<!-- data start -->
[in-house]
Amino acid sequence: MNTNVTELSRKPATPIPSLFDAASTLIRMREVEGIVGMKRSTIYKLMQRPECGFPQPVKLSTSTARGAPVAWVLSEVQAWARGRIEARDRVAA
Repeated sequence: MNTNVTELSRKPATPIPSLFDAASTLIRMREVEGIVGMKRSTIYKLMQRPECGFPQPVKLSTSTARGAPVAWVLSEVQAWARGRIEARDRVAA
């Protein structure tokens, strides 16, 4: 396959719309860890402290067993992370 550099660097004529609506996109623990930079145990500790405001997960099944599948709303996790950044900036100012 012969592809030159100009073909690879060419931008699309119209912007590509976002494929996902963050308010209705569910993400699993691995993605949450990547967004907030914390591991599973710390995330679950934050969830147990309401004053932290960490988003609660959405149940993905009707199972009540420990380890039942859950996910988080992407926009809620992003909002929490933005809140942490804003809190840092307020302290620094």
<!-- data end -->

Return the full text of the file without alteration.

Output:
[in-house]
Amino acid sequence: MNTNVTELSRKPATPIPSLFDAASTLIRMREVEGIVGMKRSTIYKLMQRPECGFPQPVKLSTSTARGAPVAWVLSEVQAWARGRIEARDRVAA
Repeated sequence: MNTNVTELSRKPATPIPSLFDAASTLIRMREVEGIVGMKRSTIYKLMQRPECGFPQPVKLSTSTARGAPVAWVLSEVQAWARGRIEARDRVAA
């Protein structure tokens, strides 16, 4: 396959719309860890402290067993992370 550099660097004529609506996109623990930079145990500790405001997960099944599948709303996790950044900036100012 012969592809030159100009073909690879060419931008699309119209912007590509976002494929996902963050308010209705569910993400699993691995993605949450990547967004907030914390591991599973710390995330679950934050969830147990309401004053932290960490988003609660959405149940993905009707199972009540420990380890039942859950996910988080992407926009809620992003909002929490933005809140942490804003809190840092307020302290620094």